However, I believe that there’s something more to this Instagram connection, something in the rhythm or the process of posting images to the site. Balthasar believed that witnessing beauty compelled us to want to enter into communion with it, to consume it, to make it a part of ourselves. Users participate in this very process when posting a photo to Instagram. A user sees something beautiful and is so moved by what they witness that they are compelled to bring it inward, to make it a part of themselves… or part of their digital self.
In today’s modern world, they do so by taking a picture or video of the beautiful thing and then posting it to their feed: a digital identity—something that tells others about who they are as a person. They have taken that experience with beauty and attempted to make it a part of themselves—to be in communion with it. The path between beauty and God is laid out before the unaffiliated; it is even well-trod thanks to apps like Instagram. Our job as evangelisers is to challenge and guide their understanding of the beautiful and its connection to God.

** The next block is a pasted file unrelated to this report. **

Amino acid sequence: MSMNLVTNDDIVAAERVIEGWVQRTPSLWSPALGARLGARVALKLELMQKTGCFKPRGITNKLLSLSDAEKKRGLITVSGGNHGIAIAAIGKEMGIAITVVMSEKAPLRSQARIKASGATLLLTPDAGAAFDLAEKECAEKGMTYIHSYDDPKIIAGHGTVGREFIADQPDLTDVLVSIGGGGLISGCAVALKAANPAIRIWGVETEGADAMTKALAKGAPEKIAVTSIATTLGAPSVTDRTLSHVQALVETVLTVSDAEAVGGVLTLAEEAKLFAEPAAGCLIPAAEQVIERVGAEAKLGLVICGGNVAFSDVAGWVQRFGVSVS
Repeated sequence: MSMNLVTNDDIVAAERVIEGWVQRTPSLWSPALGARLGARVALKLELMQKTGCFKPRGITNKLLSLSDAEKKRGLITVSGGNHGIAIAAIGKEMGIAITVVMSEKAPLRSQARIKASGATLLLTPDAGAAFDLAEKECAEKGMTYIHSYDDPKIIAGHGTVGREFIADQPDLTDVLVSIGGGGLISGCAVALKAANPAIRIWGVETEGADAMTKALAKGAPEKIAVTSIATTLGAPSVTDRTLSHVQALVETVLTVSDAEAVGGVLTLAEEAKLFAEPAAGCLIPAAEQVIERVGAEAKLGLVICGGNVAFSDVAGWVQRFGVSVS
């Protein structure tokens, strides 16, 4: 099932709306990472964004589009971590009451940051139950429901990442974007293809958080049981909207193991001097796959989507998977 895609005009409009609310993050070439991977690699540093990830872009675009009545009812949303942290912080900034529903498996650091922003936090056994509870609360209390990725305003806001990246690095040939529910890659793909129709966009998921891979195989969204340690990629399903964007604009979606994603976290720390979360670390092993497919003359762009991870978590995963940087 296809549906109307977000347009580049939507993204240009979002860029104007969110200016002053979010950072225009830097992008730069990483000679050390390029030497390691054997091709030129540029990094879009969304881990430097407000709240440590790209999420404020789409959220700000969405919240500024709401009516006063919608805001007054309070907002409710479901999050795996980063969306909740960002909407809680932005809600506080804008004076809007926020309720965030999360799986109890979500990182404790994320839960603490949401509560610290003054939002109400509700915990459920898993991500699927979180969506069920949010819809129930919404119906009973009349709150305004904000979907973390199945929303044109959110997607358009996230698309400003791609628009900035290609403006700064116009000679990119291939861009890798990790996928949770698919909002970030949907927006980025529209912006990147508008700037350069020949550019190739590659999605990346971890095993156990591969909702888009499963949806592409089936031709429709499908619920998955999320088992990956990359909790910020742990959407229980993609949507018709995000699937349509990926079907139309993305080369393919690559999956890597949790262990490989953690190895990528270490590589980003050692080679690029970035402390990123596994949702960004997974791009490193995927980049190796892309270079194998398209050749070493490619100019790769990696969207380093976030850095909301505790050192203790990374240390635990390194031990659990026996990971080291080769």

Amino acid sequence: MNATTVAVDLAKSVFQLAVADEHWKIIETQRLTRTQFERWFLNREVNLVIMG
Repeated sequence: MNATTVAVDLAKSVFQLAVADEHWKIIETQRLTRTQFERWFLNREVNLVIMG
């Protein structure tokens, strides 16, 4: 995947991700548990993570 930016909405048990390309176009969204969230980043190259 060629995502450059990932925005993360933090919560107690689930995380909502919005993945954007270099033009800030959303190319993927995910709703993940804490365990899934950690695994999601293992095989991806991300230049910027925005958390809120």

While there is a lot of beauty on Instagram, I would argue that there is also a lot of prettiness mistaken as beauty. This could present a potential problem. Balthasar would be quick to point out that various “bottle cap challenges,” “outfits of the day,” or (as much as it hurts me to say this) my mother-in-law’s ten-pound brown trout are not true, revelatory examples of beauty. They are pretty, sure, but not beautiful. This is where the use of Instagram as an evangelising tool becomes tricky, because young people often struggle differentiating between beauty and prettiness.
True beauty stirs the soul; it forces us to ponder meaningful questions, and it draws us closer to the divine. Prettiness is visually satisfying but ultimately relative, temporary, and used to sell things like makeup or TV shows or various products—things that offer immediate satisfaction and temporary happiness, things that distract us from God.